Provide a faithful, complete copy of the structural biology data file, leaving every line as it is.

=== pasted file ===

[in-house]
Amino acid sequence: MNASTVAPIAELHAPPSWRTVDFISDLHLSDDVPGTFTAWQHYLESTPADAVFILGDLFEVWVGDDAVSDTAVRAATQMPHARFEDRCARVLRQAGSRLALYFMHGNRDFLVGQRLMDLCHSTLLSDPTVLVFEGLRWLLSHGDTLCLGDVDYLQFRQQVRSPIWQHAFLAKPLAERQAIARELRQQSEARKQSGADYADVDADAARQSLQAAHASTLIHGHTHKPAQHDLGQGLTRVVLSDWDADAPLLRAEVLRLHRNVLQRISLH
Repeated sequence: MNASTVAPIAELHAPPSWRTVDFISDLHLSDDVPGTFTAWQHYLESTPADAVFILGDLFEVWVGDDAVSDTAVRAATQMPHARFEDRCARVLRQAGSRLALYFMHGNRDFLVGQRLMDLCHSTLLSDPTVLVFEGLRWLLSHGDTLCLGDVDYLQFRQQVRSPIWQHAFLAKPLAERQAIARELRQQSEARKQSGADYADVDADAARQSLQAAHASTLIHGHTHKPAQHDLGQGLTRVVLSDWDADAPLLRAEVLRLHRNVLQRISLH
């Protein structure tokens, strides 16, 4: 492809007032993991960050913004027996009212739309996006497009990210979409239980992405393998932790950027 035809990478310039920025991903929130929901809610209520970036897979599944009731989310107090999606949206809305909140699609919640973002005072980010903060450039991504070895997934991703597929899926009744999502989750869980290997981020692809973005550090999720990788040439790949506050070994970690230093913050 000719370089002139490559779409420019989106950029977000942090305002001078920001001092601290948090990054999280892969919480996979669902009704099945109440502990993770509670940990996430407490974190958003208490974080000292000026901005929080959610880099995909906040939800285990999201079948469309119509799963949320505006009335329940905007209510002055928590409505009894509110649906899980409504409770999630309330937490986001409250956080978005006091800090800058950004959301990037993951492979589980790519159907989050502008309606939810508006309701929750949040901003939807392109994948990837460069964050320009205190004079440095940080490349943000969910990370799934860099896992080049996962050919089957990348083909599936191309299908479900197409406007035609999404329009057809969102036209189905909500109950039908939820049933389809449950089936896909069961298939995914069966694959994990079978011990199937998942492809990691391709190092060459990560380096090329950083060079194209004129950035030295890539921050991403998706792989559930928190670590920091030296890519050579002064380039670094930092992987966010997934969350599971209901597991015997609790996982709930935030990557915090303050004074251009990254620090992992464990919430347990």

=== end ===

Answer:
[in-house]
Amino acid sequence: MNASTVAPIAELHAPPSWRTVDFISDLHLSDDVPGTFTAWQHYLESTPADAVFILGDLFEVWVGDDAVSDTAVRAATQMPHARFEDRCARVLRQAGSRLALYFMHGNRDFLVGQRLMDLCHSTLLSDPTVLVFEGLRWLLSHGDTLCLGDVDYLQFRQQVRSPIWQHAFLAKPLAERQAIARELRQQSEARKQSGADYADVDADAARQSLQAAHASTLIHGHTHKPAQHDLGQGLTRVVLSDWDADAPLLRAEVLRLHRNVLQRISLH
Repeated sequence: MNASTVAPIAELHAPPSWRTVDFISDLHLSDDVPGTFTAWQHYLESTPADAVFILGDLFEVWVGDDAVSDTAVRAATQMPHARFEDRCARVLRQAGSRLALYFMHGNRDFLVGQRLMDLCHSTLLSDPTVLVFEGLRWLLSHGDTLCLGDVDYLQFRQQVRSPIWQHAFLAKPLAERQAIARELRQQSEARKQSGADYADVDADAARQSLQAAHASTLIHGHTHKPAQHDLGQGLTRVVLSDWDADAPLLRAEVLRLHRNVLQRISLH
């Protein structure tokens, strides 16, 4: 492809007032993991960050913004027996009212739309996006497009990210979409239980992405393998932790950027 035809990478310039920025991903929130929901809610209520970036897979599944009731989310107090999606949206809305909140699609919640973002005072980010903060450039991504070895997934991703597929899926009744999502989750869980290997981020692809973005550090999720990788040439790949506050070994970690230093913050 000719370089002139490559779409420019989106950029977000942090305002001078920001001092601290948090990054999280892969919480996979669902009704099945109440502990993770509670940990996430407490974190958003208490974080000292000026901005929080959610880099995909906040939800285990999201079948469309119509799963949320505006009335329940905007209510002055928590409505009894509110649906899980409504409770999630309330937490986001409250956080978005006091800090800058950004959301990037993951492979589980790519159907989050502008309606939810508006309701929750949040901003939807392109994948990837460069964050320009205190004079440095940080490349943000969910990370799934860099896992080049996962050919089957990348083909599936191309299908479900197409406007035609999404329009057809969102036209189905909500109950039908939820049933389809449950089936896909069961298939995914069966694959994990079978011990199937998942492809990691391709190092060459990560380096090329950083060079194209004129950035030295890539921050991403998706792989559930928190670590920091030296890519050579002064380039670094930092992987966010997934969350599971209901597991015997609790996982709930935030990557915090303050004074251009990254620090992992464990919430347990």